Thus, kidneys clean our blood by filtering it to remove unwanted substances present in it. The cleaned blood is carried away from the kidneys by the renal vein (or kidney vein). The ureters (or excretory tubes), one from each kidney, opens into urinary bladder.

Ureters are the tubes which carry urine from the kidneys to the bladder. Urine is stored in the bladder. The bladder is a bag which stores urine till the time we go to the toilet. The urethra is a tube. The urine collected in the bladder is passed out from the body through the urethra. We will now describe a kidney in detail.



It shows a kidney which has been cut open to show the inner structure. Each kidney is made up of a large number of excretory units called nephrons (We have shown only one nephron to make things simple). The Nephron- nephron has a cup-shaped bag at its upper end which is called Bowman’s capsule. The lower end of Bowman’s capsule is tube-shaped and it is called a tubule. The Bowman’s capsule and the tubule taken together make a nephron.


One end of the tubule is connected to the Bowman’s capsule and its other end is connected to a urine-collecting duct of the kidney. The Bowman’s capsule contains a bundle of blood capillaries which is called glomerulus (plural glomeruli). One end of the glomerulus is attached to the renal artery which brings the dirty blood containing the urea waste into it. The other end of glomerulus comes out of Bowman’s capsule as a blood capillary, surrounds the! tubule of nephron and finally joins a renal vein (putting urea-free clean blood into it).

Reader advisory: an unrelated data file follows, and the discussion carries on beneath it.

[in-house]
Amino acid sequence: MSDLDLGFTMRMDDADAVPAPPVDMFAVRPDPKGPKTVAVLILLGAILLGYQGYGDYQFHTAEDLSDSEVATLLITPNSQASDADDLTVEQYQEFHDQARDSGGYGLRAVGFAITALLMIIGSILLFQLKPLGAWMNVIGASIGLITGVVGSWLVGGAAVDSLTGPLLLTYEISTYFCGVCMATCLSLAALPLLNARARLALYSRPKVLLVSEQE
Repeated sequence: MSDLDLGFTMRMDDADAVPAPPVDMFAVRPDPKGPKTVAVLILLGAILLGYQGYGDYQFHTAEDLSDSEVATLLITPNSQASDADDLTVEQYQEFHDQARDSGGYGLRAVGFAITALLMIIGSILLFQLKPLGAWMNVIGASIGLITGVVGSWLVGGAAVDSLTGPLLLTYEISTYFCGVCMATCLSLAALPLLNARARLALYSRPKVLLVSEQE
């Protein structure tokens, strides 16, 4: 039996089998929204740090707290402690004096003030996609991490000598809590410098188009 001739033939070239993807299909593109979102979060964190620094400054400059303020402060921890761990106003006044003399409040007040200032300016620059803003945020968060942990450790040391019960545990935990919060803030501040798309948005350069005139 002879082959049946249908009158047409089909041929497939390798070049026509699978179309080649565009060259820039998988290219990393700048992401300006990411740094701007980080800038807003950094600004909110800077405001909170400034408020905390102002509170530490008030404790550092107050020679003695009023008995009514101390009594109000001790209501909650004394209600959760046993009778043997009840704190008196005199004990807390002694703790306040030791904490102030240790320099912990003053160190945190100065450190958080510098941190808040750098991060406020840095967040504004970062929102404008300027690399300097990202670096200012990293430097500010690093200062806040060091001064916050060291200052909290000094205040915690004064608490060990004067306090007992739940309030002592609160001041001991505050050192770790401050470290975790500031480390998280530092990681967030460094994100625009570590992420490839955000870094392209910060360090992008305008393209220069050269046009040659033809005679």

The function of glomerulus is to filter the blood passing through it. Only the small molecules of substances present in blood like glucose, amino acids, salts, urea and water, etc., pass through the glomerulus and collect as filtrate in the Bowman’s capsule. The large molecules like proteins and blood cells cannot pass out through the glomerulus capillaries and hence remain behind in the blood.

The function of tubule off nephron is to allow the selective reabsorption of the useful substances like glucose, amino acids, salts and water into the blood capillaries (which surround it). But the waste material like urea remains behind in the tubule. It does not get reabsorbed into blood capillaries. We will now describe the working of the excretory system of humans.

In order to understand the working of the excretory system of humans, we will use a highly magnified diagram of a nephron. The dirty blood containing waste like urea (brought by renalartery) enters the glomerulus. The glomerulus filters this blood. During filtration, the substances like glucose, amino acids, salts, water and urea, etc., present in the blood pass into Bowman’s capsule and then enter the tubule of nephron. When the filtrate containing useful substances as well as the waste substances passes through the tubule, then the useful substances like all glucose, all amino acids, most salts, and most water, etc., are reabsorbed into the blood through blood capillaries surrounding the tubule. Only the waste substances urea, some unwanted salts and excess water remain behind in the tubule. The liquid left behind in the tubule of the nephron is urine.



The nephron carries this urine into the collecting duct of the kidney from where it is carried to ureter. From the ureter, urine passes into urinary bladder. Urine is stored in the bladder for some time and ultimately passed out of the body through urethra. Please note that the human urine contains water, some salts and nitrogenous substances, most of which is urea (and some uric acid).